By 0139 the surviving defenders on the eastern end of the island were isolated. Colonel Howard ordered up Major Schaeffer’s two reserve companies. Two platoons of Lieutenant Hogaboom’s company got in position; but the third platoon was chopped to pieces. Captain Robert Chambers Jr.’s, company was shelled by the guns on Bataan, and only the equivalent of one platoon ran the gauntlet.

Major Schaeffer ordered three counterattack against the dug-ib Japanese, who had set up machine guns at the base of the stone water tower. Schaeffer’s reserves drove up the slope and were repeatedly shoved back. Sergeant Major Thomas F. Sweeney and Quartermaster Sergeant John E Haskin, two oldtimers and close friends, personally attacked the machine gunners. Haskins was killed bring more grenades up to Sweeney on top of the water tower. Sweeney destroyed one of the guns before he too died.

At 0430, Colonel Howard ordered up his last reserves, Major William’s 4th Battalion, which had been waiting in the hot confusion of the Malinta Tunnel. When Willaims’ men reached the “line”, Scheaffers’ command had almost been wiped out. Williams took charge. Opposing units slugged it out 30 yards apart. “It was a baroom brawl.

At dawn, Williams moved along the line, telling his Army and Navy officers to be ready to attack at 0615. Every man was in the line. There were no reserves. The companies on the left pushed the enemy back some 200 yards; but on the right, the men could make no progress. The fighting was at grenade range.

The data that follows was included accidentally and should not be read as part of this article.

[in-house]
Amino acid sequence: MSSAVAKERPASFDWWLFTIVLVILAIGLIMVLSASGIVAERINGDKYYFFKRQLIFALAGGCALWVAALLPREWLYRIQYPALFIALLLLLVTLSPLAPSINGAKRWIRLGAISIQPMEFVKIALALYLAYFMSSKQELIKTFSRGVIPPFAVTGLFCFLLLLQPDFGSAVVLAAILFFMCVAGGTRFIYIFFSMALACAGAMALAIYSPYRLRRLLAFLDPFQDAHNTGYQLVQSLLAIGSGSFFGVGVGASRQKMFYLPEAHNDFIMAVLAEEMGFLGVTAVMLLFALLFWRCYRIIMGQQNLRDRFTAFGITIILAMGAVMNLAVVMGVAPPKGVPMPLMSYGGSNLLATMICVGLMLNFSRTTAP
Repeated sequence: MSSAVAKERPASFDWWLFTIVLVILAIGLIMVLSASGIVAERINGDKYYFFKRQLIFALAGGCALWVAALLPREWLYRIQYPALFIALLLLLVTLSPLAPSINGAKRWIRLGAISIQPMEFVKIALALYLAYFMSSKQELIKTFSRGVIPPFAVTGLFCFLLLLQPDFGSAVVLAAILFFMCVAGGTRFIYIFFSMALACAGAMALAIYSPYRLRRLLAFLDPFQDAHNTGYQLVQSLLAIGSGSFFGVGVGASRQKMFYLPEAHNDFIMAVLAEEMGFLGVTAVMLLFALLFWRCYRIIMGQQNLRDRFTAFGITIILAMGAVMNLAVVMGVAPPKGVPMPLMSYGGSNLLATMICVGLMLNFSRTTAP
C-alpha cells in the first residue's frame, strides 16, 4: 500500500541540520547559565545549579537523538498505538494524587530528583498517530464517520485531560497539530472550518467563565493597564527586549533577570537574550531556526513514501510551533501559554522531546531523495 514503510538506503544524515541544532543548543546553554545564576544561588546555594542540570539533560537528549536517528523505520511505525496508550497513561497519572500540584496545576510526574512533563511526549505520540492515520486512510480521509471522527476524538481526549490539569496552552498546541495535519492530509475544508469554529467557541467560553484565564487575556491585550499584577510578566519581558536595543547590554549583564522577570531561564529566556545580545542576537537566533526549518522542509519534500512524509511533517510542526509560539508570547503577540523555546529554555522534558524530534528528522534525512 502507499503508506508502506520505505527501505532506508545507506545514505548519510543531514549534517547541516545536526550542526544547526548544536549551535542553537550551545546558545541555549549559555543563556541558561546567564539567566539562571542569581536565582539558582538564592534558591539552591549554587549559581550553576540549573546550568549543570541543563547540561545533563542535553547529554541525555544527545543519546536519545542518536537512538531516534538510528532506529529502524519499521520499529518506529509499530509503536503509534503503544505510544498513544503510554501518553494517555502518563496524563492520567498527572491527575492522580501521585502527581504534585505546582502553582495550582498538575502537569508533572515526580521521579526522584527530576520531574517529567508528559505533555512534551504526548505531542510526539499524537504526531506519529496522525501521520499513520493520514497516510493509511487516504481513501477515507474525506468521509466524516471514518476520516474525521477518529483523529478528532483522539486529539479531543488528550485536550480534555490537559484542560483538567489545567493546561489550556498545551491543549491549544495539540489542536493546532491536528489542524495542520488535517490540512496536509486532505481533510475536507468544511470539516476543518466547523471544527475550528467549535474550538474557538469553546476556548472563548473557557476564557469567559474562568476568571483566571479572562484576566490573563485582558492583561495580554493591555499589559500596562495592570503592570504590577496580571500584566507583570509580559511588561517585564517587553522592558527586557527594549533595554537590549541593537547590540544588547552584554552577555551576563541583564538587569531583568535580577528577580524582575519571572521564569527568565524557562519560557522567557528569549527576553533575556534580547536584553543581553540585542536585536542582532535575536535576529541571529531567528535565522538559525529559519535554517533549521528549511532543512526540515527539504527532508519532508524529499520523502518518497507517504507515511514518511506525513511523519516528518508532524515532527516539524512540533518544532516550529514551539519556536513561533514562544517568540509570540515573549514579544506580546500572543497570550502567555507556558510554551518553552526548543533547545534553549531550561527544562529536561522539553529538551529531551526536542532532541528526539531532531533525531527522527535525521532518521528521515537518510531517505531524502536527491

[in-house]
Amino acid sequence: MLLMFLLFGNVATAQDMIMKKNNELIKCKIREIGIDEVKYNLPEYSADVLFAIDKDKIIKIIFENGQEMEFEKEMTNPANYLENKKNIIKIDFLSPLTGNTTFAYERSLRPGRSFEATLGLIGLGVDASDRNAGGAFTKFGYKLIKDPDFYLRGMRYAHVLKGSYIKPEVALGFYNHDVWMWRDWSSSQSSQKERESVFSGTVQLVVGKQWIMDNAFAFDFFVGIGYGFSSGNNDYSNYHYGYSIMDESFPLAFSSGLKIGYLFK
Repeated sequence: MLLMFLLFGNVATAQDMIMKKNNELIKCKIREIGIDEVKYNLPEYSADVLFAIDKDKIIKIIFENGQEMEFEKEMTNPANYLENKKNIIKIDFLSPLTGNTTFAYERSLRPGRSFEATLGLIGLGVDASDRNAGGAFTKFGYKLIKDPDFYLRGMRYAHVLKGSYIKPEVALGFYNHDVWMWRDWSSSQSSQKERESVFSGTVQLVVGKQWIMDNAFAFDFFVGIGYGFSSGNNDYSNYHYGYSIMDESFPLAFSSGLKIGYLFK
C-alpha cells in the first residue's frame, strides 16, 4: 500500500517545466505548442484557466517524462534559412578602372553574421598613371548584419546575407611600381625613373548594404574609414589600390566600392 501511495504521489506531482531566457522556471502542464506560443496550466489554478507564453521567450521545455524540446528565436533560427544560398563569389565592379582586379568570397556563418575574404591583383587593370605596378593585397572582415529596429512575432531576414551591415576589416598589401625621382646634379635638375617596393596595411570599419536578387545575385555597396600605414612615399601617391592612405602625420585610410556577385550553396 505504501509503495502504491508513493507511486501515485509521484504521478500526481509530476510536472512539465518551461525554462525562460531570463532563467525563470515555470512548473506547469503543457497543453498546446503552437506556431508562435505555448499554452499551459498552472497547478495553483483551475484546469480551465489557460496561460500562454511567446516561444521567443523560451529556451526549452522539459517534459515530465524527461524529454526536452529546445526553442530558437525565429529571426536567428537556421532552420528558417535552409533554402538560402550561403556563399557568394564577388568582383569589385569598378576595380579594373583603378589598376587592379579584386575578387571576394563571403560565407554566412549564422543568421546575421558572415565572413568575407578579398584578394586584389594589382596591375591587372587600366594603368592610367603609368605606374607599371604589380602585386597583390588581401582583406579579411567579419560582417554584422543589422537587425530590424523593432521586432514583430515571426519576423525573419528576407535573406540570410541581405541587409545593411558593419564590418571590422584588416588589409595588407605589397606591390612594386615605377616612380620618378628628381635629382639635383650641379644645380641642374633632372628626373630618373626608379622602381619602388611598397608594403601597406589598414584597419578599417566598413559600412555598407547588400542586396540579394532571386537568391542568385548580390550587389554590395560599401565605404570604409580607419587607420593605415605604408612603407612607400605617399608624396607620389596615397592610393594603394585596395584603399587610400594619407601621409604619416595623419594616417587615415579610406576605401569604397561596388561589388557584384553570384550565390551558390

At 0930, Japanese tanks were unloaded off barges at Cavalry Point; by 1000hrs. They were in position, and enemy artillery pounded the area in front of the Japanese line. The Americans began falling back in disorder. At 1030hrs, Williams ordered the units on the left back to the ruins of a concrete trench in front of the Malinta Tunnel. Casualties were severe. “It was each man for himself.” Only Williams, now wounded, and about 150 men made it to the trench. The Japanese were less that 300 yards away, and their tanks were moving to outflank them. At 1130 Williams was told the decision had been made to surrender at noon.

The order went out to destroy all weapons larger than.45 caliber. The Marines of the 2nd and 3rd battalions, who had never been brought to battle, smashed their rifles on the rocks. Some veterans were crying openly. Colonel Howard ordered regimental colors burned. He wept, “My God, and I had to the first Marine officer ever to surrender a regiment.

Two Marines Captian Golland L. Clark Jr. ( who later died aboard a prison ship at Formosa) and 1st Lieutenant Alan S. Manning, took Lieutenant General Jonathan M. wainwright’s truce flag to the enemy. At midnight, Wainwright broadcast a surrender message to all forces in the Philippines. The total losses of the 4th Marines in the Philippines were 330 killed and 357 wounded. Most of them fell on Corregidor, where 1,283 Marines were taken prisoner. For thousands of Americans and Filipinos, the next three years brought death and brutal mistreatment in Japanese prison camps. Of the 4th Marines, 239 officers and men died in Japanese hands.

SOURCE: Story of the United States Marine Corps; BY J. Robert Moskin

World War Two: Fall of Philippines; Fall of Corregidor (5-31)

World War Two: Marines; Midway